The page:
We often work with high potentials and top talents — people that organizations identify as a crucial component in achieving organizational results.

Top talents are key for organizational transformation and growth, but have you ever thought about the hidden talent in your organization? What if those who weren’t identified as key talent using strict organizational measurements were viewed differently? How much more innovative, effective, strong, and robust could your organization potentially be with a substantial additional amount of top talent?

Carol Dweck, a professor of Stanford University and the author of the book Mindset: The New Psychology of Success, explains that her research shows that “managers see more leadership potential in their employees when their companies adopt a growth mindset — the belief that talent should be developed in everyone, not viewed as a fixed, innate gift that some have, and others don’t.” 

What do organizations with a growth mindset approach do to nurture their top talent, and work to identify hidden potential?

Satya Nedella, the CEO of Microsoft, encourages a growth mindset in every individual in his organization and committed to develop and build “a growth mindset organizational culture” at the company. He believes that adopting a growth mindset — the love for learning, openness, and hard work — is a crucial ingredient for individual and organizational transformation.

Nadella believes that a growth mindset culture defines the soul of the company. The soul of the company reflects on the way people collaborate and treat each other, the way they collectively respond and stay resilient in the face of rapid change, and how invested they are in new innovations. All of these behaviors and actions are the reflection of the company’s identity, which is part of Microsoft’s journey towards transformation. Nadella believes in the collective talent at Microsoft and strongly believes in unleashing everyone’s talent. 

Talent development is a process that’s designed to build knowledge, skills, and abilities so that employees can achieve their potential and their organizations can excel and grow. According to the traditional approach on talent development, a company identifies a group of future leaders by measuring key competencies. But what if you decide to adopt a growth mindset, and as a result you believe that everyone has potential, and that talent is neither innate nor static?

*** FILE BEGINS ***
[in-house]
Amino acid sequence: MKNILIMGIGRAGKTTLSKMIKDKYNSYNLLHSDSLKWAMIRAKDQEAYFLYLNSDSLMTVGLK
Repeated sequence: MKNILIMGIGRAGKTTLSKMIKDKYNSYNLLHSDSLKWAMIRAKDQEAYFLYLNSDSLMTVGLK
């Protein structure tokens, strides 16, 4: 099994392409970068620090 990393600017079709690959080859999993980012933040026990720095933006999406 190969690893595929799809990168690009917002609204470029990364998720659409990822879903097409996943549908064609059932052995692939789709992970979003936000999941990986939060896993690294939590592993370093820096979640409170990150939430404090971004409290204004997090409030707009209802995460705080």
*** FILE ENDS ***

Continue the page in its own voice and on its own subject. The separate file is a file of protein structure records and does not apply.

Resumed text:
Microsoft created a “Talent Talks” program as an additional approach for talent identification.

Each year, the CEO and his senior leadership team meet to review their employees to identify hidden talent. They discuss possibilities for moving people up and across teams, and brainstorm methods of tapping into specific capabilities, as well as extended skills and building experiences for those talents who weren’t included in the traditional, high-potential approach.

Google is also making the shift towards a growth mindset approach to talent, especially in its hiring process. According to Dweck, this shift is showed by hiring more people who lack college degrees, but who have proved that they’re capable, independent learners. That approach follows the belief that talent isn’t static, and that you can actually achieve a lot by hard work and openness for learning.

Zappos, a major shoe retailer, is another example of a company that believes in the importance of a growth mindset and continued learning when it comes to talent development. Zappos maintains a “wishes list” of all its employees. The list is available to everyone in the organization. Employees post things they’re interested in learning and new skills that they’d like to develop, and they’re connected with other people in the organization who have these skills. In that way, Zappos creates a growth mindset culture of openness, love for learning, and development.

Like Microsoft, Google, and Zappos, we strongly believe in a growth mindset approach when it comes to developing leaders at all levels. We think that leaders are made, not born, and believe that everyone can improve, grow, and strive to reach their full potential.

Part of the key to success is learning agility, a fundamental competency at any level. That’s why we teach learning agility in all our leadership programs, from our flagship Leadership Development Program to our Leadership At the Peak program designed for the C-suite. If you’re interested in growing, advancing, and thriving in a changing world, learning agility will be an essential part of your process. And for organizations who want to do the same, a  growth mindset could be equally as important.

Learn more about our programs, which can help you or your employees master learning agility.

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